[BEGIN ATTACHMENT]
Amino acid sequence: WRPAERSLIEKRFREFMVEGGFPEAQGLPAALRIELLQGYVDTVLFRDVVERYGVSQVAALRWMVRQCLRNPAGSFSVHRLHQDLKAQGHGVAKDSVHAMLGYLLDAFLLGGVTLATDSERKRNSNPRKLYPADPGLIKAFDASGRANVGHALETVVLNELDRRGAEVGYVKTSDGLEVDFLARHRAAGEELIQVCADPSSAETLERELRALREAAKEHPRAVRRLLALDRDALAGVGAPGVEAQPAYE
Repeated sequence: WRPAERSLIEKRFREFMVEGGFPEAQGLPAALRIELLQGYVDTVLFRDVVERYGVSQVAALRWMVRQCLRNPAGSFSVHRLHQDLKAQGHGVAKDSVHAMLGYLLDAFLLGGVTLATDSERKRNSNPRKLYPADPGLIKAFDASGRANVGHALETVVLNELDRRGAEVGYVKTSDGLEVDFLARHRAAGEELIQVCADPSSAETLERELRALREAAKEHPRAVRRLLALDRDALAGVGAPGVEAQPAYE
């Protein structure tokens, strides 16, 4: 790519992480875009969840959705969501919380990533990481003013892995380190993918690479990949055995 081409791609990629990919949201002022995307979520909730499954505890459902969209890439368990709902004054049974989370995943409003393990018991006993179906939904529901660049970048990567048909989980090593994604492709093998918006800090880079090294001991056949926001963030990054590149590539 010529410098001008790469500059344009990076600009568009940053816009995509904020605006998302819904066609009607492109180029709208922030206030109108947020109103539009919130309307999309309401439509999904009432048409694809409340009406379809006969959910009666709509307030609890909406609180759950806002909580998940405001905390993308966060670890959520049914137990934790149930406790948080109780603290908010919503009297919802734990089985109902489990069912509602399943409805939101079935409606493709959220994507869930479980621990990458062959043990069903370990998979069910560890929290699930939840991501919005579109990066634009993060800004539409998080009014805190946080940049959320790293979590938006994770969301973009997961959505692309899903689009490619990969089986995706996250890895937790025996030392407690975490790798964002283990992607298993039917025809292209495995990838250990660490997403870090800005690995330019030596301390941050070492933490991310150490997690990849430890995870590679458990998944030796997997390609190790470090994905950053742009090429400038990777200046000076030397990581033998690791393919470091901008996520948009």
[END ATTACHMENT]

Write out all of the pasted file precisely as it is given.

Amino acid sequence: WRPAERSLIEKRFREFMVEGGFPEAQGLPAALRIELLQGYVDTVLFRDVVERYGVSQVAALRWMVRQCLRNPAGSFSVHRLHQDLKAQGHGVAKDSVHAMLGYLLDAFLLGGVTLATDSERKRNSNPRKLYPADPGLIKAFDASGRANVGHALETVVLNELDRRGAEVGYVKTSDGLEVDFLARHRAAGEELIQVCADPSSAETLERELRALREAAKEHPRAVRRLLALDRDALAGVGAPGVEAQPAYE
Repeated sequence: WRPAERSLIEKRFREFMVEGGFPEAQGLPAALRIELLQGYVDTVLFRDVVERYGVSQVAALRWMVRQCLRNPAGSFSVHRLHQDLKAQGHGVAKDSVHAMLGYLLDAFLLGGVTLATDSERKRNSNPRKLYPADPGLIKAFDASGRANVGHALETVVLNELDRRGAEVGYVKTSDGLEVDFLARHRAAGEELIQVCADPSSAETLERELRALREAAKEHPRAVRRLLALDRDALAGVGAPGVEAQPAYE
């Protein structure tokens, strides 16, 4: 790519992480875009969840959705969501919380990533990481003013892995380190993918690479990949055995 081409791609990629990919949201002022995307979520909730499954505890459902969209890439368990709902004054049974989370995943409003393990018991006993179906939904529901660049970048990567048909989980090593994604492709093998918006800090880079090294001991056949926001963030990054590149590539 010529410098001008790469500059344009990076600009568009940053816009995509904020605006998302819904066609009607492109180029709208922030206030109108947020109103539009919130309307999309309401439509999904009432048409694809409340009406379809006969959910009666709509307030609890909406609180759950806002909580998940405001905390993308966060670890959520049914137990934790149930406790948080109780603290908010919503009297919802734990089985109902489990069912509602399943409805939101079935409606493709959220994507869930479980621990990458062959043990069903370990998979069910560890929290699930939840991501919005579109990066634009993060800004539409998080009014805190946080940049959320790293979590938006994770969301973009997961959505692309899903689009490619990969089986995706996250890895937790025996030392407690975490790798964002283990992607298993039917025809292209495995990838250990660490997403870090800005690995330019030596301390941050070492933490991310150490997690990849430890995870590679458990998944030796997997390609190790470090994905950053742009090429400038990777200046000076030397990581033998690791393919470091901008996520948009």